This page discusses the concepts related to the word "about" including the
general sign for "about" as well related concepts such as: title, quote, approximately,
The right sign for "about" depends on your intended meaning.
The general sign for "about," as in "Tell me about your family."
is typically done by using an index finger for the dominant hand and a "flattened O" handshape for the
non-dominant hand. (In ASL it would be very common to sign
"describe-(EXPLAIN) YOUR FAMILY) to mean "Tell me about your family" -- but
that isn't my point here. My point is that there are many signs that mean
"about" and I'm not going to show you that general sign:
The dominant hand (right hand for most folks) draws a circle around the base
However, I've seen
people using an index finger handshape on both hands. I prefer to use the
"flattened O" handshape to make sure the sign isn't confused with the sign
"WHEN." Some Deaf (including a
couple of my friends) do this sign with an index finger for the dominant
hand and an "H" handshape for the non-dominant hand. I don't particularly
like that variation, but it is used by enough people that I think it is
I find very little use for the
generic "about" sign. There is almost always a more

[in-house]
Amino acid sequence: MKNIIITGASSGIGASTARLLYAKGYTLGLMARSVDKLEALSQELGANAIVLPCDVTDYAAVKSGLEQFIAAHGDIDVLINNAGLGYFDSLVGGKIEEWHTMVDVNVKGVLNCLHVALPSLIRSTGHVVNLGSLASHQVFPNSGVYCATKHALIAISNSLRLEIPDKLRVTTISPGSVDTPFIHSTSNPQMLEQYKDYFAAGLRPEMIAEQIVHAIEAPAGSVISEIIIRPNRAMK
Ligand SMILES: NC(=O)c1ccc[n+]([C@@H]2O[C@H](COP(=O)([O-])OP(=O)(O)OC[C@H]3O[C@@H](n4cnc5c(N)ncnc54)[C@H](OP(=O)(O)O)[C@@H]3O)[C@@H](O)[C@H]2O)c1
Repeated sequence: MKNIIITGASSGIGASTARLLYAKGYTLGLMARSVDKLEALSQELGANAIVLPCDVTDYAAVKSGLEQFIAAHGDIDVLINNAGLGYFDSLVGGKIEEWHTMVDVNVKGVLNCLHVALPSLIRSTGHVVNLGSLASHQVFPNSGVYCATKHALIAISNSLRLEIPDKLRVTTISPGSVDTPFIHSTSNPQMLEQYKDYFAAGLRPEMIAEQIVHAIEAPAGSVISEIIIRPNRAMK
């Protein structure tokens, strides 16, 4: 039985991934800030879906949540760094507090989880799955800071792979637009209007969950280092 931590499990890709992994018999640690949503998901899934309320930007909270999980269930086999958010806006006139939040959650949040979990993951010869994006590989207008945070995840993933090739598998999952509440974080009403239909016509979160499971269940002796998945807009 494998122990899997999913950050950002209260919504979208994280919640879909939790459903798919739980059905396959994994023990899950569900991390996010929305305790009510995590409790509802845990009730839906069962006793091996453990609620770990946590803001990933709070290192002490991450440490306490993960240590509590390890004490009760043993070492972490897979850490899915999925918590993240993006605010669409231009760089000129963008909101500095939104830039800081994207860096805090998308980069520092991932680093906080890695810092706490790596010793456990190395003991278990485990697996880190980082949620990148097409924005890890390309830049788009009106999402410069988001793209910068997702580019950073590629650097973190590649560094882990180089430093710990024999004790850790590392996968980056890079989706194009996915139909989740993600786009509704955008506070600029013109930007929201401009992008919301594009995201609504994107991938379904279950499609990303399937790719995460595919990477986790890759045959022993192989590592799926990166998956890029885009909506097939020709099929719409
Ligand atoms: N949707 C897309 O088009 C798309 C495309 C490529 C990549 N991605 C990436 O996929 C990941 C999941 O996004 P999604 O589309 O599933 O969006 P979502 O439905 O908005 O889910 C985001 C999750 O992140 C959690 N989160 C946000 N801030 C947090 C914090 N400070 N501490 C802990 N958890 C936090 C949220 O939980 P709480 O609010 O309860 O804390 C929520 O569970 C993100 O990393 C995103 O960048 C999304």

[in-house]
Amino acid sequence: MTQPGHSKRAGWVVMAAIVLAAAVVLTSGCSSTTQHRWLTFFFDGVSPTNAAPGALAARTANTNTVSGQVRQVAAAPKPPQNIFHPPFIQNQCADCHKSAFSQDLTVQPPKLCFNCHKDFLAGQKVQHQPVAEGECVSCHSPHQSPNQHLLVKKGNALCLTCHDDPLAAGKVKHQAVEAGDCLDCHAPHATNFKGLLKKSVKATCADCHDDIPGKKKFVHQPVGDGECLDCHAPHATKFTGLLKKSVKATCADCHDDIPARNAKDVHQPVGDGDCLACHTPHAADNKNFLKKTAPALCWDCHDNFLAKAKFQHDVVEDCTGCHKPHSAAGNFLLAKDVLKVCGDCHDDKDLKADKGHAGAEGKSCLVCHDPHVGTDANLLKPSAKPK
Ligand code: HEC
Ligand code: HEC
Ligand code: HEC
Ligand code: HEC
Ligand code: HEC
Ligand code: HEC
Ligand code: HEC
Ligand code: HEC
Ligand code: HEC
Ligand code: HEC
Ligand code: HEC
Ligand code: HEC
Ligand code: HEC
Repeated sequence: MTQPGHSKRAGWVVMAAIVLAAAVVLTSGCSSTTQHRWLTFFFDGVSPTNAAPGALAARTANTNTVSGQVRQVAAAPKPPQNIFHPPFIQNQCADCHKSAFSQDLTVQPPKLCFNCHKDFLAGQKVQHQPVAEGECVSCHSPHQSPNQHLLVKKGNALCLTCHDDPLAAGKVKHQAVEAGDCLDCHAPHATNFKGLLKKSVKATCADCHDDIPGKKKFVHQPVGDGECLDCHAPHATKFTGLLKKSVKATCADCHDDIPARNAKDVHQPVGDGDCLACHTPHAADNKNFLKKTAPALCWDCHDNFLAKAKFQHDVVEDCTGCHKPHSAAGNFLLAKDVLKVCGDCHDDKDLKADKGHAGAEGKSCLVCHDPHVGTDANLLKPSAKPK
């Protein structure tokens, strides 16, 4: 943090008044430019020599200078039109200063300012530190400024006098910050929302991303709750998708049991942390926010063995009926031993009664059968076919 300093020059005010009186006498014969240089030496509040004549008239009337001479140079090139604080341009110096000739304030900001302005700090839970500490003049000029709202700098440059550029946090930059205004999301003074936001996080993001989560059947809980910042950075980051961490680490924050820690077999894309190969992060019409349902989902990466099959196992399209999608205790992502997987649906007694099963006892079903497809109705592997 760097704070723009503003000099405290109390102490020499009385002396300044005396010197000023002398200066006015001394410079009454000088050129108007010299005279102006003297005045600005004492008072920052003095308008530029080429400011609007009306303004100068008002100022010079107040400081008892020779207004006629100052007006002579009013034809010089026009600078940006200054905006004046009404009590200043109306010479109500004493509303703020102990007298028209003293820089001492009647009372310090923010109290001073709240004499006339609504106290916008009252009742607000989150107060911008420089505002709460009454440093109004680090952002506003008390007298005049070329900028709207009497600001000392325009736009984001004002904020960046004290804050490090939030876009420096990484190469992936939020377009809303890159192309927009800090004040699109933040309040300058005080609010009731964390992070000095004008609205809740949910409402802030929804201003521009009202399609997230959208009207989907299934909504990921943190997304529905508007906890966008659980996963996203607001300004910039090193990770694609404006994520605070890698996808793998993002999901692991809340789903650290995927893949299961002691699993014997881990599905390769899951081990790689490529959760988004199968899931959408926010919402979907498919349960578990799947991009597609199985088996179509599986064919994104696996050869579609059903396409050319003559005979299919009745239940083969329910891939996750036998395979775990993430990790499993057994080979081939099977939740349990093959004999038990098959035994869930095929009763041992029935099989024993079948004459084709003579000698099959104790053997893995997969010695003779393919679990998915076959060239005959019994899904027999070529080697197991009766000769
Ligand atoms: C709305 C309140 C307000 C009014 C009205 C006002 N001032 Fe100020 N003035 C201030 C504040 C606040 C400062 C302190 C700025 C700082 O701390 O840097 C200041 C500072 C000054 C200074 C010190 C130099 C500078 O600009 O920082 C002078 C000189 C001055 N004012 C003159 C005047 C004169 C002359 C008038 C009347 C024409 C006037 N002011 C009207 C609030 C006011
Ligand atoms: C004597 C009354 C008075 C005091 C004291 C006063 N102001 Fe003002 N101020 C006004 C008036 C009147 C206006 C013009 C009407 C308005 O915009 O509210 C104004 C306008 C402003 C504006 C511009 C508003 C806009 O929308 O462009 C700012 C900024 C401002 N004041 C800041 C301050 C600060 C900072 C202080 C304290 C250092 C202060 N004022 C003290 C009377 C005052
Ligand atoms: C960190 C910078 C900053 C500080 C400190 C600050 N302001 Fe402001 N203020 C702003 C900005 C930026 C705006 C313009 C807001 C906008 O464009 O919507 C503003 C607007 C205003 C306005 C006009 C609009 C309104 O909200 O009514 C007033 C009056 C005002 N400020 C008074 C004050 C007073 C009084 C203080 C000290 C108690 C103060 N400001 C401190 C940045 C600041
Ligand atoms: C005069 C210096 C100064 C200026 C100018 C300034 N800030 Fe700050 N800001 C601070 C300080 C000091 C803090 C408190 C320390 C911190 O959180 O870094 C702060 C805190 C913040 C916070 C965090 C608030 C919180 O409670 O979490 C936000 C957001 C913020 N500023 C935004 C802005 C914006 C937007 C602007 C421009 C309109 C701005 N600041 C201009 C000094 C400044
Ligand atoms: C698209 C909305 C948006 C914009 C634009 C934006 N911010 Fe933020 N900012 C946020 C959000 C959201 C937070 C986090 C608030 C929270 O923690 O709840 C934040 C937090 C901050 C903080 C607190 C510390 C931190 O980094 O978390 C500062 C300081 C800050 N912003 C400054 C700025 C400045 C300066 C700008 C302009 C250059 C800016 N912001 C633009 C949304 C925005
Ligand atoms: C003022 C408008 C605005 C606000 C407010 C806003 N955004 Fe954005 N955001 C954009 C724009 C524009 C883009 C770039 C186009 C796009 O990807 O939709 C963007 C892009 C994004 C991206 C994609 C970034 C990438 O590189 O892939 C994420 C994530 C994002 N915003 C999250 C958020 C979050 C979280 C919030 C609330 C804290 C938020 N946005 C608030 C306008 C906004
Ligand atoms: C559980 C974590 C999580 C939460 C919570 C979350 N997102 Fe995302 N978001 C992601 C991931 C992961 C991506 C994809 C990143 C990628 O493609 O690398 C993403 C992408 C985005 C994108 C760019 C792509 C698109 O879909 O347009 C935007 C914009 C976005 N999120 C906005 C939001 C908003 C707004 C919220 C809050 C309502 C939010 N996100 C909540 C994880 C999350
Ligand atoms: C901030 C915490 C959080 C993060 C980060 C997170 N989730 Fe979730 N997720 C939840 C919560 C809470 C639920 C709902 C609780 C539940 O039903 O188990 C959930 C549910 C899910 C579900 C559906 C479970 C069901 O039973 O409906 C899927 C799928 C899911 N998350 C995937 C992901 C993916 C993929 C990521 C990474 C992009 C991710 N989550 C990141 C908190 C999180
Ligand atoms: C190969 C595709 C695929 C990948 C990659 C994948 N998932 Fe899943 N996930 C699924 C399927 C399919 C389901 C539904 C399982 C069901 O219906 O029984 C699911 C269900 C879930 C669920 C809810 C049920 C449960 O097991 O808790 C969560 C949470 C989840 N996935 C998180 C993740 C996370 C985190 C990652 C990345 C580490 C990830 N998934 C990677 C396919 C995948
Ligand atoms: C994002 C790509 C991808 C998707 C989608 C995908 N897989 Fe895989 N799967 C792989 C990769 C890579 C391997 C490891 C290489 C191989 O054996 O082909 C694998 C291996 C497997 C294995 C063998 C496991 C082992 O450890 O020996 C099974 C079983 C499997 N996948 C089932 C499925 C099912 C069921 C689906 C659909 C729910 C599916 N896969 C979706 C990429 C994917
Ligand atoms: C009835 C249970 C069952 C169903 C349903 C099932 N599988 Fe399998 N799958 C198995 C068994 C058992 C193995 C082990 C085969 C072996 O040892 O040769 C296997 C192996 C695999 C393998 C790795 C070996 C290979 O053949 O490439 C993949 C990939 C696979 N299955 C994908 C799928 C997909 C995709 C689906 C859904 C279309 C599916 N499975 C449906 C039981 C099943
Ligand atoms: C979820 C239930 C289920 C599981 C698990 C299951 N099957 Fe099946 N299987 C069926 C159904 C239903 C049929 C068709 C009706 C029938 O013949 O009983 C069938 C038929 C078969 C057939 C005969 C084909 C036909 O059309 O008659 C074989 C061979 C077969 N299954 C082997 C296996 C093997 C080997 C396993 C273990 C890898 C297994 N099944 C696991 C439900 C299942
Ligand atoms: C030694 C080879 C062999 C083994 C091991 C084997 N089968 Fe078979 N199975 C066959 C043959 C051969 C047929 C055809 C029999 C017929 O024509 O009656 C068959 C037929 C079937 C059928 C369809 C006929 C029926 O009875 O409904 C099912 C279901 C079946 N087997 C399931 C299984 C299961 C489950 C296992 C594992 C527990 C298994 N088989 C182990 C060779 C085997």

specific sign available.
Instead of "about" I tend to use other signs like
"explain/describe," "quote," or "what's up?"
For example, I could sign, "YOUR TRIP, WHAT's-UP? " to mean "tell me
about your trip. Or I could sign, "DESCRIBE YOUR FAMILY"
to mean "tell me about your family." Or to express the
concept "Today we are going to talk about dogs," I could sign
"TODAY WE DISCUSS QUOTE-(topic) DOGS." To express the concept,
"I'm going to tell you about my dog." I could sign "MY DOG? I TELL YOU
STORY." (Or I could use the explain sign again.)
The general sign "about" is indeed used in the Deaf Community and it is a
good sign to know. It does pop up in
conversation, as in, "Tell me about...(your boyfriend, your new house,
your school...etc.) But you will just as often see people say, "YOUR
BOYFRIEND LOOK-LIKE WHAT?"
Please keep in mind that there are other signs and sign combinations that
might be more appropriate depending on the sentence.
Check out the
About as in "the subject of an article or book." This book
is "about" ...
QUOTE / TOPIC / SUBJECT:
The above sign can be used to mean: Title, quote, subject, topic, ...and